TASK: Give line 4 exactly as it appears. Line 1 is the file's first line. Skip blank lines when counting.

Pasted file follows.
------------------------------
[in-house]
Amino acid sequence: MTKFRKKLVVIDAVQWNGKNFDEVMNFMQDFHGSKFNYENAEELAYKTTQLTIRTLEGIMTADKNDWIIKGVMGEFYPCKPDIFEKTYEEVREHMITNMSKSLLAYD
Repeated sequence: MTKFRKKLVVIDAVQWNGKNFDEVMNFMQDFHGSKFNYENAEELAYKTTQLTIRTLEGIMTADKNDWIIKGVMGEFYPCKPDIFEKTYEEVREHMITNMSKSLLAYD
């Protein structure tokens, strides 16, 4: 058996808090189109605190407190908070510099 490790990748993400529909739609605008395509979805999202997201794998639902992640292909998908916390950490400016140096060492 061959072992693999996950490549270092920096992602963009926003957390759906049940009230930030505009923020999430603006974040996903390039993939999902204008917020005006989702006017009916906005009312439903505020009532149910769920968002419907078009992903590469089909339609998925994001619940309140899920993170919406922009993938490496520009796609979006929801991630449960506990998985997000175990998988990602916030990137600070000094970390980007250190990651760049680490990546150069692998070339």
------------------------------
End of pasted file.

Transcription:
């Protein structure tokens, strides 16, 4: 058996808090189109605190407190908070510099 490790990748993400529909739609605008395509979805999202997201794998639902992640292909998908916390950490400016140096060492 061959072992693999996950490549270092920096992602963009926003957390759906049940009230930030505009923020999430603006974040996903390039993939999902204008917020005006989702006017009916906005009312439903505020009532149910769920968002419907078009992903590469089909339609998925994001619940309140899920993170919406922009993938490496520009796609979006929801991630449960506990998985997000175990998988990602916030990137600070000094970390980007250190990651760049680490990546150069692998070339």